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Rising temperatures are worsening the dengue crisis

Rising temperatures may be directly linked to the increased numbers of dengue fever outbreaks India is currently experiencing.

New evidence suggests that, as temperatures rise, the incubation time of the dengue virus within their mosquito hosts shortens. This leads to increased rates of transmission.

Previous studies have shown a gradual rise in temperature in India. Over the period of 1960 to 2009 average temperatures have risen by just over 0.5°C. This is accompanied by an increased prevalence of heatwaves. These factors combined have lead to a 146 percent increase in probability of heat related mortality.

These factors are leading to a higher prevalence of mosquito populations, as well as breeding populations arising in areas that they would not historically have occurred in.

Mosquito populations are a single factor among several that contribute to rates of dengue fever. There is a complex interaction between the host, vector and the virus, each of which is influenced by the climate.

Critical to the prevalence of the disease is the extrinsic incubation period (EIP). This is the period of time in which the virus is incubating within the mosquito vector before it is capable of being transferred to a new human host.

Studies are showing that hotter temperatures lead to a shorter EIP. A shorter EIP allows for mosquitoes to infect more people in a shorter amount of time, leading to far higher rates of transmission, and therefore outbreaks of the disease become far more common.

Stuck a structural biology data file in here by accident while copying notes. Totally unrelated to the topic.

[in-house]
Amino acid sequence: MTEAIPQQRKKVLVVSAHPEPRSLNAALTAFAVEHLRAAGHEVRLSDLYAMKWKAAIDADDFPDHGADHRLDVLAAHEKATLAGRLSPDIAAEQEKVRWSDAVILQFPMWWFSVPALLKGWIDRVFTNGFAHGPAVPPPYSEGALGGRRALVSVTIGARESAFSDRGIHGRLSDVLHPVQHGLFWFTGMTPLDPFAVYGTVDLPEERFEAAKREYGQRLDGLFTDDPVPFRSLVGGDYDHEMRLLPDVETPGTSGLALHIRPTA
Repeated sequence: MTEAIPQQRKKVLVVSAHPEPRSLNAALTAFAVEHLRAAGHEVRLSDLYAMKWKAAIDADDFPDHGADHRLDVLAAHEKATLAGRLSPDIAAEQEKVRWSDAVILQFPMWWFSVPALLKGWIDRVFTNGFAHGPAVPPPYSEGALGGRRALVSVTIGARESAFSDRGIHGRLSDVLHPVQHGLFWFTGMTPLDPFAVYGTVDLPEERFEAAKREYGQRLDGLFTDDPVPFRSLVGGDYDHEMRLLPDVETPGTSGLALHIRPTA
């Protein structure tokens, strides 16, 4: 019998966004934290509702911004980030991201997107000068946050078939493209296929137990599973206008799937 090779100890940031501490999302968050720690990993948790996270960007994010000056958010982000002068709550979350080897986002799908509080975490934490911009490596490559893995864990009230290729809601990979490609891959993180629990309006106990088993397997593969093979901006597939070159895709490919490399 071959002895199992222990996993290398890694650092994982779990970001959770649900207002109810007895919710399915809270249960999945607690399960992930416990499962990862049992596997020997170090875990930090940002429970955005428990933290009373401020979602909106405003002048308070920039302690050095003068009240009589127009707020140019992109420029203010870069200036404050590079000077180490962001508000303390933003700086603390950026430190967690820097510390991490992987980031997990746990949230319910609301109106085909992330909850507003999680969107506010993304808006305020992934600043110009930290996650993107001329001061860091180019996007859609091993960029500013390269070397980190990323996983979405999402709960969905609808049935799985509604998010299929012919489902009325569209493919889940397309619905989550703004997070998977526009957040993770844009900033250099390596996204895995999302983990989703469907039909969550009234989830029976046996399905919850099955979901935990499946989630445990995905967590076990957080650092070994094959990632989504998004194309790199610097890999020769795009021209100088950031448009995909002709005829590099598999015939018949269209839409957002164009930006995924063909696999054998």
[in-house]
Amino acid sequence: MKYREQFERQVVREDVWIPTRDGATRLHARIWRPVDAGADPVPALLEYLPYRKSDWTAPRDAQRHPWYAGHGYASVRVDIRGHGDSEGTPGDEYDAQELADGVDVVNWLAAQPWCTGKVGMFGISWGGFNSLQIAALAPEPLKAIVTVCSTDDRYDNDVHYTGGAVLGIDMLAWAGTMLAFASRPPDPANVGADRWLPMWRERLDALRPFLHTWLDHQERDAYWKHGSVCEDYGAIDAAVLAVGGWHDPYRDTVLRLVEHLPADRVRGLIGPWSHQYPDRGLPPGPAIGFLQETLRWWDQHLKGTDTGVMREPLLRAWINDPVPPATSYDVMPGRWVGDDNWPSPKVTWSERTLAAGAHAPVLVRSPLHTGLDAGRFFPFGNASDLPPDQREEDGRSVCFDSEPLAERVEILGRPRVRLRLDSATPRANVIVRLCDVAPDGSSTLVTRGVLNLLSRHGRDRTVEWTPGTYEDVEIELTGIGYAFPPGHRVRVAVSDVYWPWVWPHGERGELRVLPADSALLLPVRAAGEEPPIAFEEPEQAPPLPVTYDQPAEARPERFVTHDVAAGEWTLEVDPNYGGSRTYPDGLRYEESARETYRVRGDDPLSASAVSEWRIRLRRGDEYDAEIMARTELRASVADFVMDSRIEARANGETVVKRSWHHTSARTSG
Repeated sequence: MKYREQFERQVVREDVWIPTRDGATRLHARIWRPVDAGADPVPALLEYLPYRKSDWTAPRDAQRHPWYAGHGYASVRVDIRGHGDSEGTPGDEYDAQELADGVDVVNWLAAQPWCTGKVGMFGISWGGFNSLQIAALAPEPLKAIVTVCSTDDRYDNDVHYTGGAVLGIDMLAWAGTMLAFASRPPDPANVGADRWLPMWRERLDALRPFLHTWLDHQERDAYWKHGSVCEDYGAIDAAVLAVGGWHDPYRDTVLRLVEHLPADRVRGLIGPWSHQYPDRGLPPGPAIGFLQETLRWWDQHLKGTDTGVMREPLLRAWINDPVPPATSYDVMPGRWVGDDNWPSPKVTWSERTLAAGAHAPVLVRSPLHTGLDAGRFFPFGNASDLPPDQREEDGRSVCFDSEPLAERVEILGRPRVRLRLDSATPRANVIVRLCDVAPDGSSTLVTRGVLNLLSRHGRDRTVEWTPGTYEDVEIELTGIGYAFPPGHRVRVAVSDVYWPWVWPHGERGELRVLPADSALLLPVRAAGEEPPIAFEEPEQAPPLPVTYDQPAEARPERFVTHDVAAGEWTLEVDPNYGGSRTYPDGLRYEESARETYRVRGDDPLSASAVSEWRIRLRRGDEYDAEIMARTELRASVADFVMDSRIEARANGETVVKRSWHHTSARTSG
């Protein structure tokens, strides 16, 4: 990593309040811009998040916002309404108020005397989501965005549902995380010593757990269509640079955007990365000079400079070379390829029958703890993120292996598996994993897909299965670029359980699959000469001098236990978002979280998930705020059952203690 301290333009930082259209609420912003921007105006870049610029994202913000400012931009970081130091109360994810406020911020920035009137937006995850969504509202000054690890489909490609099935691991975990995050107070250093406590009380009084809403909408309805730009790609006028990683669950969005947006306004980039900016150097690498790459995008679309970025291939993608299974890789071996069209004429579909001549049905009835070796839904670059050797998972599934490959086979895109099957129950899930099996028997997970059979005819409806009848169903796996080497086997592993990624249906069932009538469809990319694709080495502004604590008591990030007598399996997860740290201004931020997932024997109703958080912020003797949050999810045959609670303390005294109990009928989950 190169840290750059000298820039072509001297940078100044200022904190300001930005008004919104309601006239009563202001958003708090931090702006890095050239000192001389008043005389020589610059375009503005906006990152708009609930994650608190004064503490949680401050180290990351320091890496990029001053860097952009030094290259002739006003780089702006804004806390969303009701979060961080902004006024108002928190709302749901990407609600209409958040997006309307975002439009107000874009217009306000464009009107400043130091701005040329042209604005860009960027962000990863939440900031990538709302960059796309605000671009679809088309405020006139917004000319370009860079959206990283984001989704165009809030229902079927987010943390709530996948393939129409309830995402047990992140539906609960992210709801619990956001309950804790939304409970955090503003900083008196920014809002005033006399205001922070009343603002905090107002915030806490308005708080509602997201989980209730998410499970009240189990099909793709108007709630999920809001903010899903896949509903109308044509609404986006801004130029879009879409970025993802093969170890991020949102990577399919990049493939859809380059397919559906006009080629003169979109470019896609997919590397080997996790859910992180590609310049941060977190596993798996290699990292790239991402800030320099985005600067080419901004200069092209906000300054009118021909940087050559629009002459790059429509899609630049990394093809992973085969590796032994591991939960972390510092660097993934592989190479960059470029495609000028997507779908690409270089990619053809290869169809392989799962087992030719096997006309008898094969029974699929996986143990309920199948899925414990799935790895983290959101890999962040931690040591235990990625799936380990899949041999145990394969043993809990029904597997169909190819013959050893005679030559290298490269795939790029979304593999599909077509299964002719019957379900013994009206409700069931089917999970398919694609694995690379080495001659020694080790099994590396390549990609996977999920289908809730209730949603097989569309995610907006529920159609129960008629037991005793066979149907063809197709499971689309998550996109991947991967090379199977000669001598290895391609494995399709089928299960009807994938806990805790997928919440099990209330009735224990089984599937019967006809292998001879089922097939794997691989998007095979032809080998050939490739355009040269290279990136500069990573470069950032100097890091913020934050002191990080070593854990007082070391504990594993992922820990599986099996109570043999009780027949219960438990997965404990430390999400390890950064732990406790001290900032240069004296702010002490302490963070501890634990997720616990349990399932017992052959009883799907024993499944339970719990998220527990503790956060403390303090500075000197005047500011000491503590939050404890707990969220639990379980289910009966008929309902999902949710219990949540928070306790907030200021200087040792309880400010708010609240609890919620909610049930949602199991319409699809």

It has been shown that the EIP decreases as the temperature rises from 26°C to 30°C. This range of temperatures are common during the hot months and monsoon season within India. This time period presents ideal breeding conditions for the mosquitoes as well as the virus itself.

The research was performed by Srinivasa Rao Mutheneni, scientist at the Council of Scientific and Industrial Research (CSIR)-Indian Institute of Chemical Technology. Analysed within the study were five dengue-endemic states in Western  India – Punjab, Haryana, Rajasthan, Gujarat, and Kerala.

The study by Mutheneni is not the only recent report to signal a link between dengue fever and climate change. A recent study in The Lancet claimed dengue fever to be the world’s most rapidly expanding infectious disease, causing between 50 to 100 million infections annually.

The rise in its prevalence is directly linked to climate change. As temperatures rise globally, more and more habitats become suitable for the mosquito vectors of dengue fever to breed. The breeding capacity of the dengue vector species Aedes aegypti has increased 3% since 1990. This rise has been even greater for Aedes albopictus, whose breeding capacity increased by 6% during the same period.

Not only do prevention methods need to be enforced more thoroughly to avoid increased numbers of outbreaks. Plans must be drawn up based on available data of breeding populations to allow for prevention methods to take place in areas which have not historically seen outbreaks occurring.

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